I am more than happy to be your friend :) i understand the low mood thing it does suck, I am in the LGBTQ community too, I am trans :) this is a welcoming community and people are accepting here :) welcome to the community
ContraManchild said:I am also gay, something which is very shameful indeed.
Can you explain why this is shameful. Is it because you feel (or are made to feel) personally ashamed of it? Or do you think it is a shameful thing generally?
ContraManchild said:I believe that only the fittest should survive.
The fittest in what sense?
Hi Martian Tom, I have been compelled to feel shame on account of my sexual preference by others and by myself. As of yet I have not been able to purge myself of this shame. I apologise if that came across as referring to other gay men and women as well. But as an objectivist and someone who links to think dangerously and play about with perspectivism, I can think that being gay is shameful. What does it mean to be gay? Idenitity? What so you can have special treatment? Oh the shame of that! There's nothing special about being gay anymore. Once it was considered special - it even had its own language known as palare. Not now. Now it is vulgar and what is vulgar is shameful. Mind you some people have no qualms about living in vulgarity. It may even be an enhancer for them. But this is all just perspective.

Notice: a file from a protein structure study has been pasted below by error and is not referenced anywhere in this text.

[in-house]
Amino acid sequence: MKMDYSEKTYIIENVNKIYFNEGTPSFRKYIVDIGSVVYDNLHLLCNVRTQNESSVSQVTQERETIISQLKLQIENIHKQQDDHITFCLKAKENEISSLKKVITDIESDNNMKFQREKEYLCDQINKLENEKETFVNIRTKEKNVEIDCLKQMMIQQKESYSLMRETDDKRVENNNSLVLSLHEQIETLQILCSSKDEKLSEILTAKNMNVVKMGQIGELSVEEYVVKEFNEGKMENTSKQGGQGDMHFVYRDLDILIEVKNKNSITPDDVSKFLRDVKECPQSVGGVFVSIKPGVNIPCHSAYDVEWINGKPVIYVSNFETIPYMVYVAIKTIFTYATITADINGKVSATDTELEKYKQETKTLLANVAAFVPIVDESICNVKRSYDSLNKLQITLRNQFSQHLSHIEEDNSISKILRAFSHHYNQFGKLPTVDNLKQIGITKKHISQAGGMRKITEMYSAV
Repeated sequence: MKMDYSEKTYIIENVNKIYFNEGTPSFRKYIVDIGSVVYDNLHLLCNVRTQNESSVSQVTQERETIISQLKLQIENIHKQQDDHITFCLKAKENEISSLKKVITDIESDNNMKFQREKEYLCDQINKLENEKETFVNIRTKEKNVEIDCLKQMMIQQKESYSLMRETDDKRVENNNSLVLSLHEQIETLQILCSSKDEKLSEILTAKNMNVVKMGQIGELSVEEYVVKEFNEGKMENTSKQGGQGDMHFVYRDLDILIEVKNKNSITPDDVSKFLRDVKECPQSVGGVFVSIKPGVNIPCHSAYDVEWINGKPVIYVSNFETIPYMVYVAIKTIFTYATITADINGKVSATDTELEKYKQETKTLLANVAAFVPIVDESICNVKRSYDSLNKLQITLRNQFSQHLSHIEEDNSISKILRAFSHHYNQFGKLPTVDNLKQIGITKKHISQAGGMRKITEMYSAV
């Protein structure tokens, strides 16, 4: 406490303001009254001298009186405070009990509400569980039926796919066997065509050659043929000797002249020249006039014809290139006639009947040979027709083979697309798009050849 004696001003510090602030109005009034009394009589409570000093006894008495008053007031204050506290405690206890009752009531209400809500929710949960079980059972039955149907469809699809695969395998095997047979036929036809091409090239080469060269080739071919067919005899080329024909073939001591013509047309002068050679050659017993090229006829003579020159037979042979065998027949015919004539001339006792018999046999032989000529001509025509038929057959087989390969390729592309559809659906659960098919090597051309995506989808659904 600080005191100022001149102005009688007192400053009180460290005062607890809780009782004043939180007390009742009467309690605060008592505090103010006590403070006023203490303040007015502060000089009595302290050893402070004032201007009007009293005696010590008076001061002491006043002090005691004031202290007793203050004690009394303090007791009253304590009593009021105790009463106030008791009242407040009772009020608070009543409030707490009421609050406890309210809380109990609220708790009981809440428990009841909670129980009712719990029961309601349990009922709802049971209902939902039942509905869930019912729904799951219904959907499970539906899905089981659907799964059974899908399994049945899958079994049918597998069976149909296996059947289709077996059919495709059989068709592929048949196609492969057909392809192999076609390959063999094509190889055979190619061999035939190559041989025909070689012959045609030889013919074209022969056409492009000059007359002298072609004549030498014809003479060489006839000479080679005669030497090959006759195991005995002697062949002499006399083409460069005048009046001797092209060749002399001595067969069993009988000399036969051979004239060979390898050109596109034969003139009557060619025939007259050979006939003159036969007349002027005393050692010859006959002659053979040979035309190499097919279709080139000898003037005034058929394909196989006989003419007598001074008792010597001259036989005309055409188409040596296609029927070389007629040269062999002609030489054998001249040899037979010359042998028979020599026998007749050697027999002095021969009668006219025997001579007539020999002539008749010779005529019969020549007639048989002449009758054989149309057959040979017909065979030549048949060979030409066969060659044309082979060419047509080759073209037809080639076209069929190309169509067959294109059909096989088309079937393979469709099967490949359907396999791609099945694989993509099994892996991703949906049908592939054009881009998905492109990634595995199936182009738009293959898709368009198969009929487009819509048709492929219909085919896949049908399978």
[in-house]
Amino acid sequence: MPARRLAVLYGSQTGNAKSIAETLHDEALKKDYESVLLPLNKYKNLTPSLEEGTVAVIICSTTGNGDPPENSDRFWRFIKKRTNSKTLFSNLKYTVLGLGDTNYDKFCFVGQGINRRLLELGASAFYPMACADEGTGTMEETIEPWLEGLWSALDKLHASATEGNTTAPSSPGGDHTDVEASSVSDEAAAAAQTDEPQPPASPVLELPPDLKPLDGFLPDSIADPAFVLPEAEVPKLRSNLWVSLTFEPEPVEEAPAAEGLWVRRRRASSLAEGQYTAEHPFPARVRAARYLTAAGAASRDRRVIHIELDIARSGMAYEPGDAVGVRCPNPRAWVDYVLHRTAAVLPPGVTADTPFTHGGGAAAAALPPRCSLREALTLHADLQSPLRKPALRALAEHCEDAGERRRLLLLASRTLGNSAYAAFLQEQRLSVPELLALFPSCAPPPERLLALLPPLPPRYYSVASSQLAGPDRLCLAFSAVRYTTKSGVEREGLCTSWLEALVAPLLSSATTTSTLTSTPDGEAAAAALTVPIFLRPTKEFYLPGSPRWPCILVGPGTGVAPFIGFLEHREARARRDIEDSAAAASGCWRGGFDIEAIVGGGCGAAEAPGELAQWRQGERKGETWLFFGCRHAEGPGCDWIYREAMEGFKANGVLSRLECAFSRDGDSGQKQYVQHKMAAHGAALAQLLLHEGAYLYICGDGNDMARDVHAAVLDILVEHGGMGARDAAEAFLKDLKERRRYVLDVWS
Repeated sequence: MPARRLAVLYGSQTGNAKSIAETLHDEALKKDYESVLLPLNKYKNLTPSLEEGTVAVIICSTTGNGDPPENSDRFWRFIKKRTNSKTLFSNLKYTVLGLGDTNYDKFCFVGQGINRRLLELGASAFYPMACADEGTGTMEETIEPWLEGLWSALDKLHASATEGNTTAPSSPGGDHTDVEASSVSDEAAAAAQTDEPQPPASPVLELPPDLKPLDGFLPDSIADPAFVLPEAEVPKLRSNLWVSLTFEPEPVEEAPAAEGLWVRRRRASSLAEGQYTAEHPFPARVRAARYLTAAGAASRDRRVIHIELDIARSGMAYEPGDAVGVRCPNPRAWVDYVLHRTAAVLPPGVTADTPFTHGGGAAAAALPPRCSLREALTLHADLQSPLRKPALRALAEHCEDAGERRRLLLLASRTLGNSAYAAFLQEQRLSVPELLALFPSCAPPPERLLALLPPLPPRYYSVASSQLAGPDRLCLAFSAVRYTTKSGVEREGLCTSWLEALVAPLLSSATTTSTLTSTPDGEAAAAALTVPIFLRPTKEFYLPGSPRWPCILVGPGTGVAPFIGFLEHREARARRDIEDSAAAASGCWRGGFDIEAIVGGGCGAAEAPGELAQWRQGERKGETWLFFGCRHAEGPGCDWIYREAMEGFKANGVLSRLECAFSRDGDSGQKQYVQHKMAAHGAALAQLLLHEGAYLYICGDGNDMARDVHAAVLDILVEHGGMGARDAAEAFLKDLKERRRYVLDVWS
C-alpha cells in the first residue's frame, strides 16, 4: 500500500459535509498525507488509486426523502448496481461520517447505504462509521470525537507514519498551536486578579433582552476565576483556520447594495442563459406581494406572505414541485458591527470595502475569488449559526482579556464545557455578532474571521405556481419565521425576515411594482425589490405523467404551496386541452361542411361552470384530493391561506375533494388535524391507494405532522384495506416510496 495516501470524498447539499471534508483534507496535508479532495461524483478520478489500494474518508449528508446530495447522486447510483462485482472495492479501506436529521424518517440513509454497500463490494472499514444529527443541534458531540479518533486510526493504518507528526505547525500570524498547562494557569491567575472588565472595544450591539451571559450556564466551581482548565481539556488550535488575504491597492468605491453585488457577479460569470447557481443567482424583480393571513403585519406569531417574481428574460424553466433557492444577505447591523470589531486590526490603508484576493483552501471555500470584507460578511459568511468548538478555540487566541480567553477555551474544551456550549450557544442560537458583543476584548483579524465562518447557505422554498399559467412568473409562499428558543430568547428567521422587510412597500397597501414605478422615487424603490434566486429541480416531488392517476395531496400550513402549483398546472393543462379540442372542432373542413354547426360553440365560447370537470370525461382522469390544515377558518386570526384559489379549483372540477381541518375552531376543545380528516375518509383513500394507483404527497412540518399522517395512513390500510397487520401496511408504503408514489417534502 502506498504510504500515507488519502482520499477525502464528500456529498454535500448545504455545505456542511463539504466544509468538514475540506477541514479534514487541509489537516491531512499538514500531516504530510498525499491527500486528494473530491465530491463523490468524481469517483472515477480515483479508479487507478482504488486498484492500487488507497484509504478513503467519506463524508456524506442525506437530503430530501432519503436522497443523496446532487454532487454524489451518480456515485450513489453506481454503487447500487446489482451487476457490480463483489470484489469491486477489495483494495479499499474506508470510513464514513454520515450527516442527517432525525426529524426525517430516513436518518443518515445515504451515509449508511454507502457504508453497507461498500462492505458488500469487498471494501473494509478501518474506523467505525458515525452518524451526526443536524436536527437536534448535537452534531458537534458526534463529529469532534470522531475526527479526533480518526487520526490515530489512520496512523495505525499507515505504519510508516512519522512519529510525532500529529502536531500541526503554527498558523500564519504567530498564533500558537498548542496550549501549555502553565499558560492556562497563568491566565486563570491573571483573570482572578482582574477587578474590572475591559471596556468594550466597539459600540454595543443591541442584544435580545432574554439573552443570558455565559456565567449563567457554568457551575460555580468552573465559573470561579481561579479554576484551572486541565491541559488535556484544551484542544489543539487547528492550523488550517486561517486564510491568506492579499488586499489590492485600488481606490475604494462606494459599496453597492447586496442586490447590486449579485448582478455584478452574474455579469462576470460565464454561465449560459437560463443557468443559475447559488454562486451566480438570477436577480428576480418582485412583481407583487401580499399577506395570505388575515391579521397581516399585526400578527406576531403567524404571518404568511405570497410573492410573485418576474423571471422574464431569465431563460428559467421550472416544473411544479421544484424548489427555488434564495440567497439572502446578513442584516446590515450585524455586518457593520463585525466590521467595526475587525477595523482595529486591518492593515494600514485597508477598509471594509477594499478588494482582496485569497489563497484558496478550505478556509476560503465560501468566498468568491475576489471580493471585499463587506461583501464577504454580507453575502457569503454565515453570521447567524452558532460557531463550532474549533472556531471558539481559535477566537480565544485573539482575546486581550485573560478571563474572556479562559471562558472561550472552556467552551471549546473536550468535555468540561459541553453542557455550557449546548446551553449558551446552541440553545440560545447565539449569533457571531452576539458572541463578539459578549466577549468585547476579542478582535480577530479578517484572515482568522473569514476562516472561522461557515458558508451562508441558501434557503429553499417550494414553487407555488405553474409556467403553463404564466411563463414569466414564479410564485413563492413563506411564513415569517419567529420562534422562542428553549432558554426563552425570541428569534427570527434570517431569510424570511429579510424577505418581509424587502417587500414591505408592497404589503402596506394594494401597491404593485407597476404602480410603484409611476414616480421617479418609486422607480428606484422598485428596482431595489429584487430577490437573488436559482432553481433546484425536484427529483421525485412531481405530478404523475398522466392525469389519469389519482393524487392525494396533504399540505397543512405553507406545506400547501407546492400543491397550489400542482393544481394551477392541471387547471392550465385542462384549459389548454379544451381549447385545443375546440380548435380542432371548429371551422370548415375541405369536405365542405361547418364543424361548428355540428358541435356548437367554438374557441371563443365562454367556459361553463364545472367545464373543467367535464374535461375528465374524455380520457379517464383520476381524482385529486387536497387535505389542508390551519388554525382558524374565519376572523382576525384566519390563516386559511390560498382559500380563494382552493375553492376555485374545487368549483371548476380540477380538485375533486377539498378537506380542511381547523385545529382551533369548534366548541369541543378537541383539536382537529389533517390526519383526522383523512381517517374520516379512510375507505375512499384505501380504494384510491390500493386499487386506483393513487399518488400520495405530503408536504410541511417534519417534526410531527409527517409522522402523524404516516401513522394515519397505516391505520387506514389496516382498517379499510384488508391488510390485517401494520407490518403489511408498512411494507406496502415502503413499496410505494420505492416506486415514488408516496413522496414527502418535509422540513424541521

By being fit we overcome struggles. It's like weight training. You get strong or stronger by meeting resistance. Those who struggle the most and survive are the fittest because they have overcome and have met resistance and got stronger, and as humans we seek to overcome. The individual depends upon overcoming, and what is great about humans is their ability to stand in the face of adversity and overcome it. Of course this is just perspective. It may be the case that in some circumstances the weak are the ones who survive; it's called modernity and there is plenty of weakness about, and not least of all with reference to myself who is also weak but fighting against it.